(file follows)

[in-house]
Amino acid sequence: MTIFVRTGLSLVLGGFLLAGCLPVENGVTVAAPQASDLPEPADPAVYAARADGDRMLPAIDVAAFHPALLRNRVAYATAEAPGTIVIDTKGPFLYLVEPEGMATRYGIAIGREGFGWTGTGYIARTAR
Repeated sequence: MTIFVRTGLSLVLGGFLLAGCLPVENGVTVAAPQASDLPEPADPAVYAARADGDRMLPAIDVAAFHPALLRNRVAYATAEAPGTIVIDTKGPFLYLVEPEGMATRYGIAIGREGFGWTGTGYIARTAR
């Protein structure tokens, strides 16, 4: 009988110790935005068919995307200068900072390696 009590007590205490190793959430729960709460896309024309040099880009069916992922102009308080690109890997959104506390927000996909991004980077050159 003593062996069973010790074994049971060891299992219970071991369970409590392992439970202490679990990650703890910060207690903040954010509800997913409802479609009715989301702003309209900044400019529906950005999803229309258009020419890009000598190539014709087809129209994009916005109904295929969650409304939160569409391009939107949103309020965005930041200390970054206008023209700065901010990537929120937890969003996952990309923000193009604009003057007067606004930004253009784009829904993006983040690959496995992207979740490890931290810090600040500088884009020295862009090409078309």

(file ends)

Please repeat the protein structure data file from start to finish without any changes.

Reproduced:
[in-house]
Amino acid sequence: MTIFVRTGLSLVLGGFLLAGCLPVENGVTVAAPQASDLPEPADPAVYAARADGDRMLPAIDVAAFHPALLRNRVAYATAEAPGTIVIDTKGPFLYLVEPEGMATRYGIAIGREGFGWTGTGYIARTAR
Repeated sequence: MTIFVRTGLSLVLGGFLLAGCLPVENGVTVAAPQASDLPEPADPAVYAARADGDRMLPAIDVAAFHPALLRNRVAYATAEAPGTIVIDTKGPFLYLVEPEGMATRYGIAIGREGFGWTGTGYIARTAR
């Protein structure tokens, strides 16, 4: 009988110790935005068919995307200068900072390696 009590007590205490190793959430729960709460896309024309040099880009069916992922102009308080690109890997959104506390927000996909991004980077050159 003593062996069973010790074994049971060891299992219970071991369970409590392992439970202490679990990650703890910060207690903040954010509800997913409802479609009715989301702003309209900044400019529906950005999803229309258009020419890009000598190539014709087809129209994009916005109904295929969650409304939160569409391009939107949103309020965005930041200390970054206008023209700065901010990537929120937890969003996952990309923000193009604009003057007067606004930004253009784009829904993006983040690959496995992207979740490890931290810090600040500088884009020295862009090409078309």